Fairy Unltd (oz11153)


Fairy Unltd (oz11153) by Reid Hull 1974 - plan thumbnail

About this Plan

Fairy Unltd. Rubber duration model.

Quote: "Cleaving the gentle air to ride on high
Freed from earth's bond now for a time
To venture where enchantment is still nigh
Only to return again from skies sublime.

If you've become a little disen-chanted with a screaming, vicious, greasy little model plane power source, try rubber power and relax for a while. Rubber power makes for a good change of pace, even if you are a diehard power flier. In any case, here is an uncomplicated, well-proven and inexpensive ship that you will find a pleasure to fly.

Fairy is only a Wakefield size, fairly light ship, but one powered with a king-sized powerful bundle of rubber bands which, when hooked to a relatively high pitch propeller, gives 50 sec plus wind down time. Also, this ship has experienced many refinements which include propeller changes, fuselage stretching, wing airfoil and dihedral modifications; and the tail was replaced with a lighter one having smaller fins. Much refining, literally hundreds of flights, along with all its winnings should be enough to convince even the most skeptical modeler of the design's worth. In any case, this little ship seems to stack up OK when flown against the 300 sq in monsters. A small compass along with a little luck is credited with making it possible for this one ship to collect all 12 trophies shown in a period of about three years.

Though this ship is built on the light side, it has been flown enough so that almost all of its Achilles' heels have been located and eliminated. As a result, it won't break up every time an unscheduled event, such as a wire fence landing, occurs.

If you've come this far, spend a few more minutes and read all about building and flying the Fairy.

Choose balsa strips for the wing and tail that are fairly hard and as straight as you can lay your hands on. It is virtually impossible to get top notch consistent flying from a ship with warped wing or tail surfaces, so better choose top quality straight wood for these. The wing and tail are constructed directly over the plans laid down on any accurately flat surface into which you can force straight pins. Ribs for the wing are cut out oversize from medium 1/16 sheet balsa and sanded in a stack so they all become identical in size and shape. Be sure though, that the airfoil shape is not altered during this sanding in a stack. It is easier to cut spar slots while ribs are still in a stack. So do this, numbering the ribs so you can keep them in the same order in the wing as when the slots were cut. The spar slots will align better in the wing if you do this.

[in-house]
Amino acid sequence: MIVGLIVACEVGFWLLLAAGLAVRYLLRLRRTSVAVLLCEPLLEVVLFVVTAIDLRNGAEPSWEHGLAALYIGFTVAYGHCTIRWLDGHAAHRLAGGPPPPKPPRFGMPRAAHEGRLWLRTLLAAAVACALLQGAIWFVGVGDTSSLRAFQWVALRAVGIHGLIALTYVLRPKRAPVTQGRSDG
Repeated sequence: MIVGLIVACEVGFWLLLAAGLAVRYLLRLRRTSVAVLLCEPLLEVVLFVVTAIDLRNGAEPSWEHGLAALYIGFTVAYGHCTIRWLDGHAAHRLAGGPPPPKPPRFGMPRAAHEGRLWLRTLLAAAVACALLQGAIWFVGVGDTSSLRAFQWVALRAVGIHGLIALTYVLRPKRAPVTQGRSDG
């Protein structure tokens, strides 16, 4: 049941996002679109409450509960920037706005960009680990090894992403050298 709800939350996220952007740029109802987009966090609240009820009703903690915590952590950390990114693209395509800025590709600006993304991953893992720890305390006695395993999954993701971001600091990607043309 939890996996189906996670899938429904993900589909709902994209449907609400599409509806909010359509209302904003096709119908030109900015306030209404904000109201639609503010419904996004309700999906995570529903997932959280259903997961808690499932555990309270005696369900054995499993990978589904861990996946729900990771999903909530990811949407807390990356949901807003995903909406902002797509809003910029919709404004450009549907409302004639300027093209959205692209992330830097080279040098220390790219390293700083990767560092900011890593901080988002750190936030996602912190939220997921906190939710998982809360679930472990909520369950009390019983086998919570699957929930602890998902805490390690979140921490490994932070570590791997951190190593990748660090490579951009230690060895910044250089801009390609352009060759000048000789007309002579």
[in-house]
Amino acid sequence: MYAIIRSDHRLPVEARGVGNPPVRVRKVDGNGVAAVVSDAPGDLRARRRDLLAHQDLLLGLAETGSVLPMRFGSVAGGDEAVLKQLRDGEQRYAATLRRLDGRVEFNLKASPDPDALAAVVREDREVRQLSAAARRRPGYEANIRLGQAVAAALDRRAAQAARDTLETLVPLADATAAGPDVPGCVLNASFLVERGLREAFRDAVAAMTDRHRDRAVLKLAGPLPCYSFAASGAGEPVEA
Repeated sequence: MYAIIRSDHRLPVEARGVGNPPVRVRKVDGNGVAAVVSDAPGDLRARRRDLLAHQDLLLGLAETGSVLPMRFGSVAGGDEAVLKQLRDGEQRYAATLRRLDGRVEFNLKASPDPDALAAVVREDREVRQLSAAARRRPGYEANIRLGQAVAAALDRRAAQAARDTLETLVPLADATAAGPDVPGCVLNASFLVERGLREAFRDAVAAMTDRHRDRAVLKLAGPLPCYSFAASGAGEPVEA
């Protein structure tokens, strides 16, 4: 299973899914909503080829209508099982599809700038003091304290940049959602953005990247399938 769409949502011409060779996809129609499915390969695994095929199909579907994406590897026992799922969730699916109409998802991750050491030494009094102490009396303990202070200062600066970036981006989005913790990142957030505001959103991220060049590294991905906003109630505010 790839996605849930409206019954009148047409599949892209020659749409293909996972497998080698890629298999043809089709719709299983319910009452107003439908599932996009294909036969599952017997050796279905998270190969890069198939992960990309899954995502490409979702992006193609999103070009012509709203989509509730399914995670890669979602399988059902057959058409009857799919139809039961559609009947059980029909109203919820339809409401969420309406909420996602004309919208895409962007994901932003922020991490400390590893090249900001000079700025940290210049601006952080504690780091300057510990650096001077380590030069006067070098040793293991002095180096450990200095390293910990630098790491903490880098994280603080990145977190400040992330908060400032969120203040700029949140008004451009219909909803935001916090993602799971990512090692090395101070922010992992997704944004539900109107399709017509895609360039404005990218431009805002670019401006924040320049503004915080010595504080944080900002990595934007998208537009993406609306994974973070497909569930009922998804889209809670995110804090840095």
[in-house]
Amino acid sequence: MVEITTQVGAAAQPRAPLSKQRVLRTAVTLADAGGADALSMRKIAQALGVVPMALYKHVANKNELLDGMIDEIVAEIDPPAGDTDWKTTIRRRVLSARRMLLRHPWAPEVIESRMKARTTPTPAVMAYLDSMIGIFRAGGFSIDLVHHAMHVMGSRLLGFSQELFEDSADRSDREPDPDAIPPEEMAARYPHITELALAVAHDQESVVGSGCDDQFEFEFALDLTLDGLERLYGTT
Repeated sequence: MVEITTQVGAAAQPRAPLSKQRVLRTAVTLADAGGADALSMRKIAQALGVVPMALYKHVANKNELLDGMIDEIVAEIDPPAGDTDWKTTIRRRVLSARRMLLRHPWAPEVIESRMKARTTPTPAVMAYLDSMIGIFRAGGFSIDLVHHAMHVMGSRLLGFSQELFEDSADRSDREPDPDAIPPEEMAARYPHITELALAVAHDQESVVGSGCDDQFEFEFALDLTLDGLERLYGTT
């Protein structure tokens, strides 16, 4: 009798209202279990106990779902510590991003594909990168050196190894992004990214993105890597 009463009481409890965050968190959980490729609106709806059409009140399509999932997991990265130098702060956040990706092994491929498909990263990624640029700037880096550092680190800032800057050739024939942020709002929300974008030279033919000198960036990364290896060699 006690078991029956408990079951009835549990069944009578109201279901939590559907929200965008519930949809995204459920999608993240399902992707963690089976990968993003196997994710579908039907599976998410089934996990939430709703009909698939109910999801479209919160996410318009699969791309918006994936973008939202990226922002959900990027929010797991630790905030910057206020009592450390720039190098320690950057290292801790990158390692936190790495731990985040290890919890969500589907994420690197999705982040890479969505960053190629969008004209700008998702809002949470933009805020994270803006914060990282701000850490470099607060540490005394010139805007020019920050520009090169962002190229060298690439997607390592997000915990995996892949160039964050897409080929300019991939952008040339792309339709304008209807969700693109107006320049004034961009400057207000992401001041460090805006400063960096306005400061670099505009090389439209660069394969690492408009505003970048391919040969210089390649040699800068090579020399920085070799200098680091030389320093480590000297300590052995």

When assembling panels of the wing, be sure that the leading and trailing edges and all spar joints are accurately fitted. Preferably, cement these joints with some non-shrinking cement such as epoxy. Delay planking the wing..."

Fairy Unltd, American Aircraft Modeler, January 1974

Direct submission to Outerzone.

Supplementary file notes

Article pages, thanks to RFJ.


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Fairy Unltd (oz11153) by Reid Hull 1974 - model pic

  • (oz11153)
    Fairy Unltd
    by Reid Hull
    from American Aircraft Modeler
    January 1974 
    50in span
    Rubber F/F
    clean :)
    all formers complete :)
    got article :)
  • Submitted: 25/04/2019
    Filesize: 597KB
    Format: • PDFbitmap
    Credit*: Circlip, RFJ
    Downloads: 316

Fairy Unltd (oz11153) by Reid Hull 1974 - pic 003.jpg
Fairy Unltd (oz11153) by Reid Hull 1974 - pic 004.jpg

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This model plan (like all plans on Outerzone) is supposedly scaled correctly and supposedly will print out nicely at the right size. But that doesn't always happen. If you are about to start building a model plane using this free plan, you are strongly advised to check the scaling very, very carefully before cutting any balsa wood.


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